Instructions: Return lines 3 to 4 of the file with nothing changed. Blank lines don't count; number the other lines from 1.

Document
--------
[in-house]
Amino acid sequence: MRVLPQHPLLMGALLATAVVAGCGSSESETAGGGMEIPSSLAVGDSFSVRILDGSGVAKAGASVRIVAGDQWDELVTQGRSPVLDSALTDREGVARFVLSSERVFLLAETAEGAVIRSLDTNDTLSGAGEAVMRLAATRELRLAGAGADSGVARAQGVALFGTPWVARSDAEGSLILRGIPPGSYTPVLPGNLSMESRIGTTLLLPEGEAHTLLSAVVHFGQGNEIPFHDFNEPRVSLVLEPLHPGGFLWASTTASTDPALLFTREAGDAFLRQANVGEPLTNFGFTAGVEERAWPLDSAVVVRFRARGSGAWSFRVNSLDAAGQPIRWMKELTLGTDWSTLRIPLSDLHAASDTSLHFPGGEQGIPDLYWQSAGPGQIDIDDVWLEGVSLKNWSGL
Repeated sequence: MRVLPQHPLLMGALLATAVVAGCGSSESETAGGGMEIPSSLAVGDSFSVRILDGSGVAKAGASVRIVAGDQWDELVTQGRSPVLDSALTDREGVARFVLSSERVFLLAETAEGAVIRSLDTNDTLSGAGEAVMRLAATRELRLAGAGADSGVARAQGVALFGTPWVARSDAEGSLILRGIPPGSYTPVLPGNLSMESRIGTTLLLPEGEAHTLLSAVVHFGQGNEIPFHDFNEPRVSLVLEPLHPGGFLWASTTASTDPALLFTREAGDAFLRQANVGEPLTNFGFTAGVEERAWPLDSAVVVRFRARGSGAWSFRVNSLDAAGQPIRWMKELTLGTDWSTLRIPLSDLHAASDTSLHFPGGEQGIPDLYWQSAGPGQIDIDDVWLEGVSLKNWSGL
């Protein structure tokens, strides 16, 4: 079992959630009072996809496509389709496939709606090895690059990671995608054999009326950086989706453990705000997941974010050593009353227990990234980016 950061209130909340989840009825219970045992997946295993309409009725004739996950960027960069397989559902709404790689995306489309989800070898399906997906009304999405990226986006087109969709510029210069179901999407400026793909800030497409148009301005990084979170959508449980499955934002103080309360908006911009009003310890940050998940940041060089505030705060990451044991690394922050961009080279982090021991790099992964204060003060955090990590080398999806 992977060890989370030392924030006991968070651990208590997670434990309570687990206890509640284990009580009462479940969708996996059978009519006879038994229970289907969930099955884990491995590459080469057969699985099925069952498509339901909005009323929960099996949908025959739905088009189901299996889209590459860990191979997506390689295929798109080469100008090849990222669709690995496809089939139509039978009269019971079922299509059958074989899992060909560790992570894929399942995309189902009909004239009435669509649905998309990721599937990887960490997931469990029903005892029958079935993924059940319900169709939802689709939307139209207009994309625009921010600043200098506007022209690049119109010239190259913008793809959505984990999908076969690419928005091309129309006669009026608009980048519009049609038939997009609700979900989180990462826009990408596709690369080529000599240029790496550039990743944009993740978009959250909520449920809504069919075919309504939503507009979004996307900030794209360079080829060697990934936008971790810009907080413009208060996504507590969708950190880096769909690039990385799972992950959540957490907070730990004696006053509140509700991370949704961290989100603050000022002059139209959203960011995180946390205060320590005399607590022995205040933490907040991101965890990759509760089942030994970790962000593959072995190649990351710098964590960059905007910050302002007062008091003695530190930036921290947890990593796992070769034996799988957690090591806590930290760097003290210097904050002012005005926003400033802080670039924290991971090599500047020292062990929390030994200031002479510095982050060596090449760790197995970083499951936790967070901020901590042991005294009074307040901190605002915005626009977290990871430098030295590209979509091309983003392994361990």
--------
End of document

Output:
Repeated sequence: MRVLPQHPLLMGALLATAVVAGCGSSESETAGGGMEIPSSLAVGDSFSVRILDGSGVAKAGASVRIVAGDQWDELVTQGRSPVLDSALTDREGVARFVLSSERVFLLAETAEGAVIRSLDTNDTLSGAGEAVMRLAATRELRLAGAGADSGVARAQGVALFGTPWVARSDAEGSLILRGIPPGSYTPVLPGNLSMESRIGTTLLLPEGEAHTLLSAVVHFGQGNEIPFHDFNEPRVSLVLEPLHPGGFLWASTTASTDPALLFTREAGDAFLRQANVGEPLTNFGFTAGVEERAWPLDSAVVVRFRARGSGAWSFRVNSLDAAGQPIRWMKELTLGTDWSTLRIPLSDLHAASDTSLHFPGGEQGIPDLYWQSAGPGQIDIDDVWLEGVSLKNWSGL
């Protein structure tokens, strides 16, 4: 079992959630009072996809496509389709496939709606090895690059990671995608054999009326950086989706453990705000997941974010050593009353227990990234980016 950061209130909340989840009825219970045992997946295993309409009725004739996950960027960069397989559902709404790689995306489309989800070898399906997906009304999405990226986006087109969709510029210069179901999407400026793909800030497409148009301005990084979170959508449980499955934002103080309360908006911009009003310890940050998940940041060089505030705060990451044991690394922050961009080279982090021991790099992964204060003060955090990590080398999806 992977060890989370030392924030006991968070651990208590997670434990309570687990206890509640284990009580009462479940969708996996059978009519006879038994229970289907969930099955884990491995590459080469057969699985099925069952498509339901909005009323929960099996949908025959739905088009189901299996889209590459860990191979997506390689295929798109080469100008090849990222669709690995496809089939139509039978009269019971079922299509059958074989899992060909560790992570894929399942995309189902009909004239009435669509649905998309990721599937990887960490997931469990029903005892029958079935993924059940319900169709939802689709939307139209207009994309625009921010600043200098506007022209690049119109010239190259913008793809959505984990999908076969690419928005091309129309006669009026608009980048519009049609038939997009609700979900989180990462826009990408596709690369080529000599240029790496550039990743944009993740978009959250909520449920809504069919075919309504939503507009979004996307900030794209360079080829060697990934936008971790810009907080413009208060996504507590969708950190880096769909690039990385799972992950959540957490907070730990004696006053509140509700991370949704961290989100603050000022002059139209959203960011995180946390205060320590005399607590022995205040933490907040991101965890990759509760089942030994970790962000593959072995190649990351710098964590960059905007910050302002007062008091003695530190930036921290947890990593796992070769034996799988957690090591806590930290760097003290210097904050002012005005926003400033802080670039924290991971090599500047020292062990929390030994200031002479510095982050060596090449760790197995970083499951936790967070901020901590042991005294009074307040901190605002915005626009977290990871430098030295590209979509091309983003392994361990």